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Controversy over Palestine memorial in the Netherlands

Datum: 4 mei 2014 | Waar: OnIslam.net news section

Every year on May 5th, the people in the Netherlands celebrate their freedom and the end of the second world war. The day before, on May 4th at 8PM, there is a nation wide memorial for those who have lost their lives in wartime. But this year, the days leading up to Memorial Day are marked by controversy as an Islamic organization choose to also schedule a memorial for the Palestinians who've lost their life at the founding of the Israeli State, what they refer to as the 'shadow holocaust'.

Using social media, an organization called 'Platform for Muslim Awareness' shared the invitation for their event to be held in the afternoon on memorial day in a mosque in Hilversum. Quickly after that, both local and national media put their spotlights on the event and criticism arose over both the date and the title of the event. Over forty complaint were send to the major of the city, demanding him to obstruct the event because it was 'insensitive' and 'provocative' to use the word 'holocaust' for anything other than the second world war, especially on this date.

"We did not intent to provoke anybody by using the term 'shadow holocaust'," says Abou Hafs, a 31 years old Muslim from Moroccan decent and one of the main speakers at the event. "We didn't even contact the media to get all this attention. We did however chose this term for a reason: as our aim is to spread the idea that the word holocaust should not be used uniquely for one historical episode of ethnic cleansing. Especially if that term is later used to safeguard it's victims from any criticism on their actions in the decades after the occurrence of this European holocaust."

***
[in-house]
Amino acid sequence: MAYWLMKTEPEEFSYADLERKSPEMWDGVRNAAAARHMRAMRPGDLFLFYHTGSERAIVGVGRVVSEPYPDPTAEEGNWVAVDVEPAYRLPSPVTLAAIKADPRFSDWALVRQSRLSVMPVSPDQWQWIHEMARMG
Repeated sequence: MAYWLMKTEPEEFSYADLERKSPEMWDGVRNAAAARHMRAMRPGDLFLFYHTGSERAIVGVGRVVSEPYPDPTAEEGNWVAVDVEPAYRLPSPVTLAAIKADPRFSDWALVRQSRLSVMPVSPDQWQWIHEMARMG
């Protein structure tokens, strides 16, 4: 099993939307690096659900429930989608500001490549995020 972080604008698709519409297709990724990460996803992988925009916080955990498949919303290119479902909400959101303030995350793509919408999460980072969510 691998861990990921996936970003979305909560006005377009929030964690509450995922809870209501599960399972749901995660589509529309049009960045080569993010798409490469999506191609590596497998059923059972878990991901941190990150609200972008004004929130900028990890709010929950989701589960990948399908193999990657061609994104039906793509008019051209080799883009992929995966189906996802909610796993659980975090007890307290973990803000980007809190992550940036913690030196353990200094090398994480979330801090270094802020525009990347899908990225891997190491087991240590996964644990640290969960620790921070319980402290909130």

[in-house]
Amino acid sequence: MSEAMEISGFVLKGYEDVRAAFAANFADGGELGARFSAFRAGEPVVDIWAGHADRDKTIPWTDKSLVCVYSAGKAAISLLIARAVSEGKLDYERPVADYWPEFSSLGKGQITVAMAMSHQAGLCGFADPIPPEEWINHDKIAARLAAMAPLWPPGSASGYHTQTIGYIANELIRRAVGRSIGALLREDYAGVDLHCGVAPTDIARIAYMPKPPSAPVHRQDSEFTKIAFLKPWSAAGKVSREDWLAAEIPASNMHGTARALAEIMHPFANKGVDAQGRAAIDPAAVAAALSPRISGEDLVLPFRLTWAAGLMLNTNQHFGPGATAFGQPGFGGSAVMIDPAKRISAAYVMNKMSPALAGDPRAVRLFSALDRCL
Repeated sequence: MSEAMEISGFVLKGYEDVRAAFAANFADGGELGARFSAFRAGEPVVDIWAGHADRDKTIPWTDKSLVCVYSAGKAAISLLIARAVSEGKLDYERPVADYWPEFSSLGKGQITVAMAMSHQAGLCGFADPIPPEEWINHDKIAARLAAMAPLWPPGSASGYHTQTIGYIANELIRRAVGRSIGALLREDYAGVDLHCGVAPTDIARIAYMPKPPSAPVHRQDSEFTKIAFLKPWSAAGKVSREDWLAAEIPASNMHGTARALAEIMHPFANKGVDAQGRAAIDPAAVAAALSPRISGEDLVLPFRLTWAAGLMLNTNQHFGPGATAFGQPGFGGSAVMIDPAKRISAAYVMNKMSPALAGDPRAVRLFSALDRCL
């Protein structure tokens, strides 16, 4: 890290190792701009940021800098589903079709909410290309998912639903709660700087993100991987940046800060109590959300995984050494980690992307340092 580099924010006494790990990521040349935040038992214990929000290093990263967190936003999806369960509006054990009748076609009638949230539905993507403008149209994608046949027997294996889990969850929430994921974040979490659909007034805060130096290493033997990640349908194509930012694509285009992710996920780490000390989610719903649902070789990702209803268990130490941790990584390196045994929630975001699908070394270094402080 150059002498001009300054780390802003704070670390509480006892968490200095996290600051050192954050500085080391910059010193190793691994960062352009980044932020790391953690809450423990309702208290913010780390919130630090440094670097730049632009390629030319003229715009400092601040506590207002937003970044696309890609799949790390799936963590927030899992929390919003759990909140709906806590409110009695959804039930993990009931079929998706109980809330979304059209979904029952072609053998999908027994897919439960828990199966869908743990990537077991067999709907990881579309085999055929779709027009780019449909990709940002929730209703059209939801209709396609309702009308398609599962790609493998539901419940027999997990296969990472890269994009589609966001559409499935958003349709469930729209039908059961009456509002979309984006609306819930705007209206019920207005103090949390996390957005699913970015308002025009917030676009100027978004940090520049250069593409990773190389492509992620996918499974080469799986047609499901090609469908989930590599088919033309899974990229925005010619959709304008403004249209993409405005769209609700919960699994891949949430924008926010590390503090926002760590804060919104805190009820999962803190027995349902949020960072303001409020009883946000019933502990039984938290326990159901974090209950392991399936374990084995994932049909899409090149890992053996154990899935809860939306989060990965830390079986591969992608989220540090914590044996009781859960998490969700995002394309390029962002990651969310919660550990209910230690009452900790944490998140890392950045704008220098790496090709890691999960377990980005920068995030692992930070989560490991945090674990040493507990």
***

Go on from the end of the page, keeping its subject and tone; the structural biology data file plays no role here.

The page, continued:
Although Abou Hafs is aware of the widespread criticism he doesn't consider to alter the events description. "When Shimon Peres was still an Israeli minister, he himself used the term 'holocaust' to describe the bombing of Hiroshima, Japan. Like him, we use this term to describe organized mass killing, in this case of Palestinians. An yes, if you look at death count, the European holocaust was much bigger, but that doesn't mean the mechanism of ethnic cleansing is different."

"I expect it to be a day with good and interesting lectures, but also a sense of brotherhood," Abou Maariya, a 26 years old convert to islam, explains. "It blew up in the media after I had already decided to attend. I think the criticism on the event is a bit childish and overreacted. Nobody is trying to block the nationwide memorial day, we just want to get together inside our own mosque to also remember Palestinian victims."

Under pressure of the major of the city Hilversum, the mosque decided to discontinue hosting the event. Not on moral grounds, but because they feared not being able to host the amount of expected visitors, which grew due to all the media attention. Abou Hafs: "We did find an alternative location but will not state upfront which one, as we don't want the major to also put pressure on them to cancel our event."

"It is a shame that the government is so inconsistent with it's approach to Muslims," Abou Hafs continues. "When we feel insulted - for instance due to anti-islamic cartoons - the Dutch government states that our subjective arguments are less important that the objective conclusion that within the boundries of the law everybody has the right to speak his mind. However, when we use our freedom of speech, which is objectively within those legal boundaries, they put pressure on us to cancel it due to the subjective arguments of people who feel insulted."

Abou Hafs: "From our perspective, we have a memorial for those who have died on a date on which this country has a memorial for those who have died. We consider our event to be in accordance with this custom, not conflicting with it. We just add a dimension by also looking at Palestinian victims."

"After hearing all the criticism, I was even more motivated to attend the meeting," Abou Maariya concludes. "At first, I wanted to go for my own personal interests, now I also want to support my brothers who worked to make this event happen."

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